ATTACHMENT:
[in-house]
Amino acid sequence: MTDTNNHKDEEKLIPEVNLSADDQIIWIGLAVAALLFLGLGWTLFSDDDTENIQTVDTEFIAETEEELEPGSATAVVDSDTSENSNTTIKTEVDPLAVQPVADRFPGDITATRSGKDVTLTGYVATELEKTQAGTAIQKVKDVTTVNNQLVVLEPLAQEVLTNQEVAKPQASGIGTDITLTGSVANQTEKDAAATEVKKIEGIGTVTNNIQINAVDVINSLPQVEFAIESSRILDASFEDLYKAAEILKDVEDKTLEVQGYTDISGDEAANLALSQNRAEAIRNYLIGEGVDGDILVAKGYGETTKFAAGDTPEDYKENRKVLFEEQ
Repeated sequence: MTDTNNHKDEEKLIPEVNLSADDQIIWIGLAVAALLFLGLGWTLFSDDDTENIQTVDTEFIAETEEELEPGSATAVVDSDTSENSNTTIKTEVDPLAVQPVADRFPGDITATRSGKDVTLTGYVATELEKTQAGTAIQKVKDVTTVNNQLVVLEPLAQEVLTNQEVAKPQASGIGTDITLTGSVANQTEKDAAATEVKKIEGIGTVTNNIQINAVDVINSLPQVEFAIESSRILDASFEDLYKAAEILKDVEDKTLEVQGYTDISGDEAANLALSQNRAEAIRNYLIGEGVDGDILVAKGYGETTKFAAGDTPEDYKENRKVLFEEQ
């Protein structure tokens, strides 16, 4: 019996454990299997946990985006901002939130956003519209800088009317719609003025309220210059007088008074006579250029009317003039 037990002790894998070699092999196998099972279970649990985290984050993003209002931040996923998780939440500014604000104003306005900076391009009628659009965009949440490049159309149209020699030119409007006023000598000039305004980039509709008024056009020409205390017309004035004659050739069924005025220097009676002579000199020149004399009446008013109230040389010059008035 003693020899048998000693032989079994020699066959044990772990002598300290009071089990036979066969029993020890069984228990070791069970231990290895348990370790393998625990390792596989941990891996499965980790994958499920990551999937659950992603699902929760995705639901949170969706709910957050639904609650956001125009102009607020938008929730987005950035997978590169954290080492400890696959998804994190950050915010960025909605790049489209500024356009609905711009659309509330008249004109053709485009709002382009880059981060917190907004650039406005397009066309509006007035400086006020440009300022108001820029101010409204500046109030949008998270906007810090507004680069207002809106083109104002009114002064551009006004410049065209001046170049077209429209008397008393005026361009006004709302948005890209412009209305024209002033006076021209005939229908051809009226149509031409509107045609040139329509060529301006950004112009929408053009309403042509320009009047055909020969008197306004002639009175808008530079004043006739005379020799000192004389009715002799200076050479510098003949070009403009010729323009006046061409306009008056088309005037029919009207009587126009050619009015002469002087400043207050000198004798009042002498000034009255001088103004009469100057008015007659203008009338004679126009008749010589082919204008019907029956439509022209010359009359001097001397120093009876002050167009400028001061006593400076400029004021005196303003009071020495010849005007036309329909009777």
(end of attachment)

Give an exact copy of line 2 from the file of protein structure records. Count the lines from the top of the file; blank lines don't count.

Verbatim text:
Amino acid sequence: MTDTNNHKDEEKLIPEVNLSADDQIIWIGLAVAALLFLGLGWTLFSDDDTENIQTVDTEFIAETEEELEPGSATAVVDSDTSENSNTTIKTEVDPLAVQPVADRFPGDITATRSGKDVTLTGYVATELEKTQAGTAIQKVKDVTTVNNQLVVLEPLAQEVLTNQEVAKPQASGIGTDITLTGSVANQTEKDAAATEVKKIEGIGTVTNNIQINAVDVINSLPQVEFAIESSRILDASFEDLYKAAEILKDVEDKTLEVQGYTDISGDEAANLALSQNRAEAIRNYLIGEGVDGDILVAKGYGETTKFAAGDTPEDYKENRKVLFEEQ